I remember that cold April some years ago when my son Michael and I walked through the Buchenwald Concentration Camp in Germany. It was Michael’s suggestion to visit the place where my father Benjamin and his brother Berek were imprisoned as Jews with the other “untermenchen” which is German for inferior people or “beneath human.”
For many years I resisted the idea of making a pilgrimage to a remembrance of pure evil and hatred. I didn’t feel a need to remember a past, which always felt like part of the present when I was growing up. But we went. After paying the admission fee to enter the camp, we walked along the path leading to block 47 in the big camp where my father and many others were housed in cold and damp muddy barracks. Further down the path was the Little Camp where Berek was imprisoned under even harsher conditions. It was hard not to fixate on every detail. Our eyes were locked on the ground and remnants of rubble and dark earth. The wooden barracks were gone and all that remained were small purple flowers soaking in a gentle rain of such contrasting tranquility.
Members of my mother Sara’s family were murdered in Poland. Sara lost her three sisters and father. She fled with my grandmother and joined partisans who lived in the forests of Poland and Russia for several years while fleeing the Nazi’s occupation. But they were not alone in this horrific experience and my family’s story is unfortunately not unique. Sara was part of a generation that went through Nazi hell and many did not live to tell their stories or share them with their children… and the generations ahead.
Resisting and refusing to be transported to Buchenwald, my father’s parents committed suicide and left two young boys in their late teens to fend for themselves. My father told his brother Berek, that if and when the war ends and they are liberated, they should meet each other at the main gate. And when that day arrived… when the camp was liberated in April 1945, my father waited outside the gate not realizing that his brother Berek had been executed during a death march only a few days earlier. And during that moment, I envisioned my father standing there by the gate… age 17… alone.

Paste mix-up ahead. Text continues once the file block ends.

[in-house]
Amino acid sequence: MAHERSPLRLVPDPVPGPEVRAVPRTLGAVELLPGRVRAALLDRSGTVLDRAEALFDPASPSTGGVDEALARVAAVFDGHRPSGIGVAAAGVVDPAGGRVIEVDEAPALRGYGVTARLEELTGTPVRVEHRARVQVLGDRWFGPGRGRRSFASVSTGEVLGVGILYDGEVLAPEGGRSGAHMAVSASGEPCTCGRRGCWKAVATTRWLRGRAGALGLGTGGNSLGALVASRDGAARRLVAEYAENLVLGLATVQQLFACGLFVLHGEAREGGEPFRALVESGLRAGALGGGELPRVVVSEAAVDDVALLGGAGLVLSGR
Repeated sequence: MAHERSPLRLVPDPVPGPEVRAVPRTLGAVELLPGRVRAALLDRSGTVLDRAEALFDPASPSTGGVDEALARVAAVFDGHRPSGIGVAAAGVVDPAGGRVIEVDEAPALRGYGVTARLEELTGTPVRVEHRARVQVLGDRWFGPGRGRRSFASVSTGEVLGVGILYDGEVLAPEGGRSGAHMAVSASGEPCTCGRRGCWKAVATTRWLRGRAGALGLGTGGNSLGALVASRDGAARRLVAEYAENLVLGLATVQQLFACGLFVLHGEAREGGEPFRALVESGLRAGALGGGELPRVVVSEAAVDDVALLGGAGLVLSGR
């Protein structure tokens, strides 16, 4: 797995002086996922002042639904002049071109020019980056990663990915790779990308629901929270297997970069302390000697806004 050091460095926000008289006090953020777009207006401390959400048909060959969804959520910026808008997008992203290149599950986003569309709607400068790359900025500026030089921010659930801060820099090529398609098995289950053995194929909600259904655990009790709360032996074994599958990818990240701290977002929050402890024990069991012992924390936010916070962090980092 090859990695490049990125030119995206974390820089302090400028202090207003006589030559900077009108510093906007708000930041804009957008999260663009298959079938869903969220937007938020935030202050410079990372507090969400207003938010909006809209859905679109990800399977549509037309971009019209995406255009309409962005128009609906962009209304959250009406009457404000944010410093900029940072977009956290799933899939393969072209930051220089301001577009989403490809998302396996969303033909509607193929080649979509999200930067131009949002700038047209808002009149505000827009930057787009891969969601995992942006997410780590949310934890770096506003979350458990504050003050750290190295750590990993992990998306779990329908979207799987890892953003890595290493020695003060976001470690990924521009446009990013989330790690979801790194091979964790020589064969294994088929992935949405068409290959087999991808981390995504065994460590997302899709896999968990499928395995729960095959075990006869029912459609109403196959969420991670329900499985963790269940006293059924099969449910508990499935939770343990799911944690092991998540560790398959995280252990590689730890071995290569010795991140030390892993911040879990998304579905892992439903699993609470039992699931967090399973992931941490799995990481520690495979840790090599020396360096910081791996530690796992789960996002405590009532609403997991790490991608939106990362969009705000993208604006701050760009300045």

Michael and I continued to walk through the camp. We viewed a large gathering of German officials and press for the opening of the new Buchenwald Museum. Crowds were gathered looking at exhibits of past atrocities. And there I stood, a walking artifact of a Holocaust survivor… walking among exhibits where lives were forever changed or extinguished.
Carrying and sharing this surreal perspective is painful. Honestly, I hesitated after being approached about writing a blog from the perspective of being a descendant of Holocaust survivors. What story might I share that hasn’t been written by countless other families? What can I share that hasn’t already been expressed by so many others?
Both of my parents passed away recently. Most of their generation will be gone in a few years, no longer communicating the impact of these life-defining experiences. And so, I recognize, perhaps more than ever, that we must carry our family’s stories forward. But perhaps more importantly, we need to become part of the narrative and continue to build new stories. And we must learn that humanity can both prevent and overcome great injustices, in order to thrive under a democracy. We can all remember this horrible period by preventing anything like this to happen again while creating wonderful new narratives about all that is good about this world.
Avi Bender is the Director of National Technical Information Service, U.S. Department of Commerce. He and his wife Lili and their family of children and grandchildren, live in suburban Maryland and are busy creating great memories.